We’ve learned early this morning that former T-Mobile USA CEO Philip Humm is on his way to a top job at Deutsche Telekom European competitor, Vodafone. A Reuters report says Humm will “oversee the British firm’s presence in such markets as Germany, Britain, Turkey and the Czech Republic.”
For its own part, Vodafone announced on Thursday it was splitting its European region into two parts, Northern/Central and Southern Europe. Humm will being taking over the former with the chief executive of Vodafone Italy taking over the latter.
“Our new regional structure will underpin our strategy focused on meeting our customers’ long-term needs, and Paolo and Philipp will be strong additions to the Vodafone group executive committee,” Vittorio Colao said in a statement.
T-Mobile said on Wednesday through its official statement (down below) that Humm was leaving for personal reasons, however internally, a letter from Deutsche Telekom CEO Rene Obermann said Humm was leaving to join a competitor.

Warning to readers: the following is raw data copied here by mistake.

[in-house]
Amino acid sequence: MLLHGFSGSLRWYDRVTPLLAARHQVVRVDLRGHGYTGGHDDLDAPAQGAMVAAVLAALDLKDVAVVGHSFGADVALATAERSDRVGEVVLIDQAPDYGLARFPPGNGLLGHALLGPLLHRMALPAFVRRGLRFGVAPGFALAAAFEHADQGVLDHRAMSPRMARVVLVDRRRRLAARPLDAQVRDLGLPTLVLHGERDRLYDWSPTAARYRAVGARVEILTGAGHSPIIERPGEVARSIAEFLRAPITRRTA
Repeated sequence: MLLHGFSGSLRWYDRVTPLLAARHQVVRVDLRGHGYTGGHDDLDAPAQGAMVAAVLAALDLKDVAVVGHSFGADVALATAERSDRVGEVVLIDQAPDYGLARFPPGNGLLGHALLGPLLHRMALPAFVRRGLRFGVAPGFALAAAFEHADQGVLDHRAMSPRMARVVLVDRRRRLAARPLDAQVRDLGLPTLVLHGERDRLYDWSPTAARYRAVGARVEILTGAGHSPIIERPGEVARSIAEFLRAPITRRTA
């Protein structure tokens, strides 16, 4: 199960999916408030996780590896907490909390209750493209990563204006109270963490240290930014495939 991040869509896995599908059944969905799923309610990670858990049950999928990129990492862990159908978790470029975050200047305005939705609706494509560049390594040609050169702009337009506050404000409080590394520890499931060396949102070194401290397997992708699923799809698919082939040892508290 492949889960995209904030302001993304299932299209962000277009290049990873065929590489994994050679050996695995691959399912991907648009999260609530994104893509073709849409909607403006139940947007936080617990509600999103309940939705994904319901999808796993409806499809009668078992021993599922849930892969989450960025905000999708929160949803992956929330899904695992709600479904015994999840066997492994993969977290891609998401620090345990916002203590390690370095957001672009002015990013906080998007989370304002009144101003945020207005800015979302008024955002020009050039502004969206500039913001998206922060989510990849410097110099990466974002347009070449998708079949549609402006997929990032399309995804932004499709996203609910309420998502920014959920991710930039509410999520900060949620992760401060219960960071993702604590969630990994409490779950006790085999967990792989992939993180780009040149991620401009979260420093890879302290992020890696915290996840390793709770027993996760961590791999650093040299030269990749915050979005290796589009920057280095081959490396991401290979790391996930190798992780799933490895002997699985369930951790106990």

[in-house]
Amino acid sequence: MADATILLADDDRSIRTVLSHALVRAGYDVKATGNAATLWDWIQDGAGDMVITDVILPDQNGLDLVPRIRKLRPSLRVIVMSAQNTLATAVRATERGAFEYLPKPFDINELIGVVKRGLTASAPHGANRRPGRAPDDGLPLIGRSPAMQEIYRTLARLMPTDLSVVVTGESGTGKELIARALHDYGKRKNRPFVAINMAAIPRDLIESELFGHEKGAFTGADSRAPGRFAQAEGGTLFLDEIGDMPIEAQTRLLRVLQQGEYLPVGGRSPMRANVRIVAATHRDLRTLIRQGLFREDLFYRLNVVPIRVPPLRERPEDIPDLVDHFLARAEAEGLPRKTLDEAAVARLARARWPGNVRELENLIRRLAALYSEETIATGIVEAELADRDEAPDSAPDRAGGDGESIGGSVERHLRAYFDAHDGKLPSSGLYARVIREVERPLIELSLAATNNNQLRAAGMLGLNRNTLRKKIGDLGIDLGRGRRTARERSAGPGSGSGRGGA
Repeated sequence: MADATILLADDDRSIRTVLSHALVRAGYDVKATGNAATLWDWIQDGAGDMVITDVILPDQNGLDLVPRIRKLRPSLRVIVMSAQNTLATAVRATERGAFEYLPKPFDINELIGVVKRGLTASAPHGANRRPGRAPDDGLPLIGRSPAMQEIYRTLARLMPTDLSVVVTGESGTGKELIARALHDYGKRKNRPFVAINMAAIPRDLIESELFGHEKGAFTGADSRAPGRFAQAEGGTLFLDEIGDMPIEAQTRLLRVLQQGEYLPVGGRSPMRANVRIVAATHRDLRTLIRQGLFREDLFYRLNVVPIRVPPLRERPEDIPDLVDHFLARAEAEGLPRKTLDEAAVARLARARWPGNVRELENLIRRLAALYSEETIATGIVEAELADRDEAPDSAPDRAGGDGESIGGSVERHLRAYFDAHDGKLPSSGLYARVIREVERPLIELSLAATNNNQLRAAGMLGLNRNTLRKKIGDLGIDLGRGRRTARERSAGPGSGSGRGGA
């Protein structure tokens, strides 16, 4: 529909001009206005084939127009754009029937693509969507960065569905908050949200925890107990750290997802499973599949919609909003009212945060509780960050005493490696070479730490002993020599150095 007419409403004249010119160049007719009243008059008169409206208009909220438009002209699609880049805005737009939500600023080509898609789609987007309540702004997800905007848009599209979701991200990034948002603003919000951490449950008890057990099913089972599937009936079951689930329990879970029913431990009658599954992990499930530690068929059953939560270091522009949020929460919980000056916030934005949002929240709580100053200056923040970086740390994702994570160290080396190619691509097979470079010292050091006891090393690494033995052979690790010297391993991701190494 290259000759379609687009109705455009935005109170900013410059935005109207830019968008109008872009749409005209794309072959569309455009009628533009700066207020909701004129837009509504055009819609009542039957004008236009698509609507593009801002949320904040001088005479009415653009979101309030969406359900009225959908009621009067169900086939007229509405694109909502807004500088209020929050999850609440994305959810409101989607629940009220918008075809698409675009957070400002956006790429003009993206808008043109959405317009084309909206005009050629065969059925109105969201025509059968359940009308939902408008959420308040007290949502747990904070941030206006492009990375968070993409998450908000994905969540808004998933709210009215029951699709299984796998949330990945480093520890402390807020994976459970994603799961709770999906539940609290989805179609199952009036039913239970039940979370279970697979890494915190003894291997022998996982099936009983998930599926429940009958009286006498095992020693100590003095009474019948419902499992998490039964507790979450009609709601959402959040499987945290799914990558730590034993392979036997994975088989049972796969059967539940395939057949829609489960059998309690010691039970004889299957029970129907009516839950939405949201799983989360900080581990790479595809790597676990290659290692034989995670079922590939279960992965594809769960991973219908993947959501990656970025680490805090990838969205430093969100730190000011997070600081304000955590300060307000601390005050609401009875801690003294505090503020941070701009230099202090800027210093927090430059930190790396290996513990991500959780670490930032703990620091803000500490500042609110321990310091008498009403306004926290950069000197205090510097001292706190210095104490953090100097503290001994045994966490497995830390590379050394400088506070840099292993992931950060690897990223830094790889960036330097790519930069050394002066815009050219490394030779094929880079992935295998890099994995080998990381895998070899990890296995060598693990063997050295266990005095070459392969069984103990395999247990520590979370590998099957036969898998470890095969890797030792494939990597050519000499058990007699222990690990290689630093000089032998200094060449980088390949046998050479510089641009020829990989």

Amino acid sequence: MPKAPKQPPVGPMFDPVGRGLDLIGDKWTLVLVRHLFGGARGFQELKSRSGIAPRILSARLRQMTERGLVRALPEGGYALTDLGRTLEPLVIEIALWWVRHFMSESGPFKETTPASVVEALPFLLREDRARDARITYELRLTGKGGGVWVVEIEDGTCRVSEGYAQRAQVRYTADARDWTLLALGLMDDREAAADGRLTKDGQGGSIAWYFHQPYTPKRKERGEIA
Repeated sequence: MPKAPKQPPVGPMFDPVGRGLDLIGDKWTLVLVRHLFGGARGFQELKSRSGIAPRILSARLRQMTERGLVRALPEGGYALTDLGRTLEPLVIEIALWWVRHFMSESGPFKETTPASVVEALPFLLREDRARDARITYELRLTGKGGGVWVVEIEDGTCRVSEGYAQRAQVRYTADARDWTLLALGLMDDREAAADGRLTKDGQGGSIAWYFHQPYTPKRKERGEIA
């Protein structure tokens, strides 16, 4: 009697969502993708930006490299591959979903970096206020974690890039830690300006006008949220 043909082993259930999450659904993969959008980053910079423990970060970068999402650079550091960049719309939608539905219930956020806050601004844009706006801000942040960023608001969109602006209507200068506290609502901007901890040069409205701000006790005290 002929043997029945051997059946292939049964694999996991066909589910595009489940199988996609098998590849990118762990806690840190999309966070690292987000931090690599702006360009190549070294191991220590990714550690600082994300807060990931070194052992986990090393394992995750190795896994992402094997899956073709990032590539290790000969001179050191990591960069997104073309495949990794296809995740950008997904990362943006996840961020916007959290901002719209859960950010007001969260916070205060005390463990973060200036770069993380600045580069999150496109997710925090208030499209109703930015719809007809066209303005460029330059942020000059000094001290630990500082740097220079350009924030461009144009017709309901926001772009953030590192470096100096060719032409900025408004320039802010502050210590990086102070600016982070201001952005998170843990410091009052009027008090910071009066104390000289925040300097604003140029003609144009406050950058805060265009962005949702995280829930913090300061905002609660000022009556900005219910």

P.S. In case you are wondering, the above image is a picture of interim CEO, Jim Alling.
Full T-Mobile USA Statement:
Philipp Humm, resigned as CEO of T-Mobile USA, Deutsche Telekom’s mobile business in the USA. Jim Alling, Chief Operating Officer of T-Mobile USA, will take over the duties of CEO on an interim basis while a search is underway.
Humm is going to pursue a career outside of Deutsche Telekom so as to reunite with his family, which stayed back in Europe. Humm joined Deutsche Telekom in 2005, and was initially responsible for the company’s mobile business in Germany. In 2008 he took on the responsibility of managing the sales and service activities of the European mobile companies within Deutsche Telekom Group. In May 2010 he moved to T-Mobile USA., taking over as CEO in November of that year.
René Obermann thanked Humm for his contribution over the past seven years saying: “Philipp Humm has given the company some important initiatives over the past years: Under his leadership the cost situation at T-Mobile USA has vastly improved and he led the company during a difficult phase regarding the planned merger with AT&T.” In terms of a potential successor Obermann said: “Now we need somebody who can convert initiatives into market-successes.”